The shortage of human organ donors has led scientists to investigate animals as a potential source for transplantable organs or tissues. Pigs are often mentioned because of their size: similar to ours.
Recently, prospects for xenotransplantation brightened when Harvard geneticist George Church demonstrated the removal of dozens of endogenous retroviruses from the pig genome, in a tour de force of the CRISPR/Cas9 gene editing technique.
Emory researchers Susan Safley and Collin Weber have been exploring the possibility of using different animals for xenotransplantation: fish, specifically tilapia.
Why fish? This review details several advantages tilapia may offer in the field of islet transplant, but first â€“ a reminder about islets.
Islets are the clusters of cells in the pancreas that produce insulin. Several clinical trials, including this one led by Emoryâ€™s Nicole Turgeon, have shown that islets isolated from deceased human donors can restore normal blood sugar regulation in patients with type 1 diabetes. Still, obstacles remain such as the shortage of human islets, and the loss of insulin independence over time, even with the use of drugs that hold off immune rejection.
For islet transplant, here are some of the proposed advantages presented by tilapia:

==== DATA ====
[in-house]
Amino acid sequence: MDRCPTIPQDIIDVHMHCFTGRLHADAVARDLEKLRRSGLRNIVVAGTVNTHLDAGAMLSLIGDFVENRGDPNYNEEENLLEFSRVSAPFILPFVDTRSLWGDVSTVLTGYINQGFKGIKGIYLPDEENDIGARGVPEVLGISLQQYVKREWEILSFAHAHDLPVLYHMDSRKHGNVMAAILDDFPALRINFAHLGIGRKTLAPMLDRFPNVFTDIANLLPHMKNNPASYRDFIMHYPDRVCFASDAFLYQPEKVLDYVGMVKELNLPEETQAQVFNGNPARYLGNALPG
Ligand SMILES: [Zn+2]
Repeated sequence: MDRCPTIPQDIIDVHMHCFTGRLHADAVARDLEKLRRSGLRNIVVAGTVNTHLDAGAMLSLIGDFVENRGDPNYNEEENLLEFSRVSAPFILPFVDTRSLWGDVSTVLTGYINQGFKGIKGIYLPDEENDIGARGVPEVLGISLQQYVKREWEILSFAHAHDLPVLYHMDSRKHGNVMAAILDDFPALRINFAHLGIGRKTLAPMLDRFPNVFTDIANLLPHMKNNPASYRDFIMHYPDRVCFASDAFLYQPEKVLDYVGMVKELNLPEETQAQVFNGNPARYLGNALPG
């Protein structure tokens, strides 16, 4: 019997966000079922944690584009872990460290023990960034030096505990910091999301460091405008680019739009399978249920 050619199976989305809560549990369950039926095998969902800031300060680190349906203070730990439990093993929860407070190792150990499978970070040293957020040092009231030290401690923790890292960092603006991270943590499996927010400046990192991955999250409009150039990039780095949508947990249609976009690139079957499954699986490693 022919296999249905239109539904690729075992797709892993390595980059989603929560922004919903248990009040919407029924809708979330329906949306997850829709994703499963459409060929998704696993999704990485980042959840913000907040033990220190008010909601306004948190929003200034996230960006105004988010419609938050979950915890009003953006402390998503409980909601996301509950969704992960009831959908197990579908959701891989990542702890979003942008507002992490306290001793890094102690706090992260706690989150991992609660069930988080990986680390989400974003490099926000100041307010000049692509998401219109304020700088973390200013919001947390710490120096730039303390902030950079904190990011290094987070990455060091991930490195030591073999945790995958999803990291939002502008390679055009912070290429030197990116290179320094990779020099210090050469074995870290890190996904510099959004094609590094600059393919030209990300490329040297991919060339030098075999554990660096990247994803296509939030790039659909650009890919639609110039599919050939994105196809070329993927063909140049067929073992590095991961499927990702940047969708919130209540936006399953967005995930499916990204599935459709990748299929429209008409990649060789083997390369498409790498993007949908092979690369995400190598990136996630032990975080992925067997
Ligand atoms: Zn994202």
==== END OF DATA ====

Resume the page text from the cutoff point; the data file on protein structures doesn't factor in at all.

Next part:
*tilapia have large, distinct islet organs called Brockmann bodies that are easy to isolate
*tilapia grow quickly and cost less to raise than pigs
*tilapia islets are resistant to hypoxia, thought to contribute to graft loss
*tilapia do not express alpha (1,3) gal, a carbohydrate structure present on mammalian cells that causes hyperacute rejection [although, this issue has been addressed in genetically modified pigs]
Safley and Weberâ€™s work, published in the journal Xenotransplantation in 2014, has shown that encapsulated tilapia islets can maintain normal blood sugar regulation in diabetic mice. The fish islets last several months when the mice are given immunosuppressive drugs.
The capsules are made of the same stuff, alginate, used by cardiologists Rebecca Levit and W. Robert Taylor to packageÂ mesenchymal stem cells for the treatment of cardiovascular diseases. Indeed, Levit and Taylor have credited Weberâ€™s team for optimizing alginate encapsulation for cell therapy.
In their paper, Safley and Weber note that the alginate capsules they used permit host antibodies to access the islet cells, promoting immune rejection. In contrast, the alginate capsules described in the cardiovascular papers exclude antibodies, possibly because of their size or chemical coating, yet still allow the passage of smaller proteins such as insulin. Having islet capsules that bar antibodies could facilitate islet cell survival, the authors conclude.
In addition, Safley reports she and Weber have been planning a collaboration with Canadian researchers who have developed transgenic fish producing human insulin, which could overcome another immune-related barrier.